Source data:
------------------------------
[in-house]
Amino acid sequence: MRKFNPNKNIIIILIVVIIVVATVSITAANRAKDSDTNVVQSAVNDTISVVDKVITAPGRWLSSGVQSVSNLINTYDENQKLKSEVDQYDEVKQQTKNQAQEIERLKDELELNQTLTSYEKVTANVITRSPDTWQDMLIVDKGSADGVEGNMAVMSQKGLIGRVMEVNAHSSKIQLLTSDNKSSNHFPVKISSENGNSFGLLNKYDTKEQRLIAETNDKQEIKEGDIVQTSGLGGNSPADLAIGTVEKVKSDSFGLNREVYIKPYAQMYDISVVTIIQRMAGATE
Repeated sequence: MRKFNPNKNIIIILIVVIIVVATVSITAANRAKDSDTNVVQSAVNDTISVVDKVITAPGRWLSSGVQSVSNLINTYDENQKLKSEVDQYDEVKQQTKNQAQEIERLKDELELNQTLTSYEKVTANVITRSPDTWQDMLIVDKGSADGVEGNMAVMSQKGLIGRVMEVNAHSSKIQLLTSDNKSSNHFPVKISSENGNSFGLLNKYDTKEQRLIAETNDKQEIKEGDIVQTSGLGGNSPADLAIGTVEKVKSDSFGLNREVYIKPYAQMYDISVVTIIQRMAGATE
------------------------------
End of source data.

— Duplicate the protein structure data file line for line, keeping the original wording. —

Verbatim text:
[in-house]
Amino acid sequence: MRKFNPNKNIIIILIVVIIVVATVSITAANRAKDSDTNVVQSAVNDTISVVDKVITAPGRWLSSGVQSVSNLINTYDENQKLKSEVDQYDEVKQQTKNQAQEIERLKDELELNQTLTSYEKVTANVITRSPDTWQDMLIVDKGSADGVEGNMAVMSQKGLIGRVMEVNAHSSKIQLLTSDNKSSNHFPVKISSENGNSFGLLNKYDTKEQRLIAETNDKQEIKEGDIVQTSGLGGNSPADLAIGTVEKVKSDSFGLNREVYIKPYAQMYDISVVTIIQRMAGATE
Repeated sequence: MRKFNPNKNIIIILIVVIIVVATVSITAANRAKDSDTNVVQSAVNDTISVVDKVITAPGRWLSSGVQSVSNLINTYDENQKLKSEVDQYDEVKQQTKNQAQEIERLKDELELNQTLTSYEKVTANVITRSPDTWQDMLIVDKGSADGVEGNMAVMSQKGLIGRVMEVNAHSSKIQLLTSDNKSSNHFPVKISSENGNSFGLLNKYDTKEQRLIAETNDKQEIKEGDIVQTSGLGGNSPADLAIGTVEKVKSDSFGLNREVYIKPYAQMYDISVVTIIQRMAGATE